Peloton may have been the first on-demand fitness streaming bike, but Equinox wants in. Today, the Equinox Group has announced it plans to launch its own bike and treadmill under the SoulCycle, Equinox, and Precision Run brands, according to an exclusive by FastCompany.
The new hardware is expected to drop later this year, though it sounds like Equinox is simply slapping on a screen to its existing SoulCycle stationary bikes. It’s also planning on selling proprietary Woodway treadmills found at Precision Run Studios, which can best be described as SoulCycle, but for indoor running. The platform will at first be invitation-only, with hardware available for purchase in winter and wider rollout slated for early 2020.
It’s not exactly clear yet what this new on-demand platform will be called. That said, the on-demand programming will reportedly include classes from top instructors from each of the three brands. Like Peloton, FastCompany reports the classes will include both live and recorded video and audio classes, and members will get access to exclusive Project by Equinox content.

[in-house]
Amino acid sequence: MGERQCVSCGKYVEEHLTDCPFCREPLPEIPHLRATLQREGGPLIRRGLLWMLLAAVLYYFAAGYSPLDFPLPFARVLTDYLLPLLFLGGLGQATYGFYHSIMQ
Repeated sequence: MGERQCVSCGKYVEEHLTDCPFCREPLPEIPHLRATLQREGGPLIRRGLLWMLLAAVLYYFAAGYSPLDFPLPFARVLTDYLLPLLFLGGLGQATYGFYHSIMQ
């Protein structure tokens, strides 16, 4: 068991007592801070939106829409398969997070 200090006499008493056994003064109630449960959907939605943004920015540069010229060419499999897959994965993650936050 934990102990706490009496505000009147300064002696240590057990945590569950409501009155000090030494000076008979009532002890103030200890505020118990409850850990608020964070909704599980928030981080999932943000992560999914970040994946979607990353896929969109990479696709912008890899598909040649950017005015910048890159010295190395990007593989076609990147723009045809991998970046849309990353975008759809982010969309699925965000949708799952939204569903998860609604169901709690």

If you’re unfamiliar with SoulCycle, it’s kind of like a neon hellscape nightclub where you huff and puff to death on a stationary bike with a horde of sweaty strangers. Ostensibly, the on-demand platform will mimic that vibe for the at-home crowd. Music is a big part of that experience, however, and Equinox will likely have to work out some sort of licensing deal with record companies, lest they incur the same, life-threatening copyright wrath that Peloton recently did. Though Soul Cycle’s owner, Stephen Ross, probably poses a greater threat to the company as his penchant for throwing Donald Trump political fundraisers has sparked an outcry from customers and employees.
Since launching in 2014, Peloton has spawned a number of copycat, on-demand fitness startups—Mirror, Crew, FightCamp, and Tonal to name a few. Equinox, however, has the benefit of having a built-in customer base—and if you’ve ever had a friend who got into SoulCycle, you know how eager they are for you to join them in their cult-y fitness journey. Whether that translates to success, however, will depend on how creative Equinox gets with pricing. Peloton bikes retail for about $2,000 with a $40 monthly subscription, while its treadmills are roughly $4,000. There’s also no word yet on how much Equinox’s gear will cost, but it wouldn’t be outrageous to expect similar pricing. Sure, that’s costly, but then at least you can die a sweaty death in the privacy and comfort of your own home.